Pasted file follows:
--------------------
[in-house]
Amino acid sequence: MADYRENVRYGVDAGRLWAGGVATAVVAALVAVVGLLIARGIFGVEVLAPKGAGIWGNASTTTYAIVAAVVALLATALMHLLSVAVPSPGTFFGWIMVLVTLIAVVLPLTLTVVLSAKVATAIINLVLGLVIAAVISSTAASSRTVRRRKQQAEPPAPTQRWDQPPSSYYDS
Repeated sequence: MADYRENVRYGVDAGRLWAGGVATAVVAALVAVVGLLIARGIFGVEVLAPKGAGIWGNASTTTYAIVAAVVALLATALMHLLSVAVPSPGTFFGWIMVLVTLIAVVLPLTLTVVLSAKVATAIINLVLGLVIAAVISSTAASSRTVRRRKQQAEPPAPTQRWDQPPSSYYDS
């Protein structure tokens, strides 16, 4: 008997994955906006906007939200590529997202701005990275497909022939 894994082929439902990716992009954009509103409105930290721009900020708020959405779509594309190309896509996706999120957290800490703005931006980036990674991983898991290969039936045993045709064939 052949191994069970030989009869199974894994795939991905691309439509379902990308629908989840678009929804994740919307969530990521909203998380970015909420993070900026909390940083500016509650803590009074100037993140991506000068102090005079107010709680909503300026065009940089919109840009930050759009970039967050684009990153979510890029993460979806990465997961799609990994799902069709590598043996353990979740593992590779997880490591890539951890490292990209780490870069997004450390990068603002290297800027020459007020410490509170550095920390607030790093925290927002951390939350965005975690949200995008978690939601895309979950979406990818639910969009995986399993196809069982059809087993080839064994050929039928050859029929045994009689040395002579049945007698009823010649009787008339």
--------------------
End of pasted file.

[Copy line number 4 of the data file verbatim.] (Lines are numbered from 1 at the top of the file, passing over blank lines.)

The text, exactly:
């Protein structure tokens, strides 16, 4: 008997994955906006906007939200590529997202701005990275497909022939 894994082929439902990716992009954009509103409105930290721009900020708020959405779509594309190309896509996706999120957290800490703005931006980036990674991983898991290969039936045993045709064939 052949191994069970030989009869199974894994795939991905691309439509379902990308629908989840678009929804994740919307969530990521909203998380970015909420993070900026909390940083500016509650803590009074100037993140991506000068102090005079107010709680909503300026065009940089919109840009930050759009970039967050684009990153979510890029993460979806990465997961799609990994799902069709590598043996353990979740593992590779997880490591890539951890490292990209780490870069997004450390990068603002290297800027020459007020410490509170550095920390607030790093925290927002951390939350965005975690949200995008978690939601895309979950979406990818639910969009995986399993196809069982059809087993080839064994050929039928050859029929045994009689040395002579049945007698009823010649009787008339």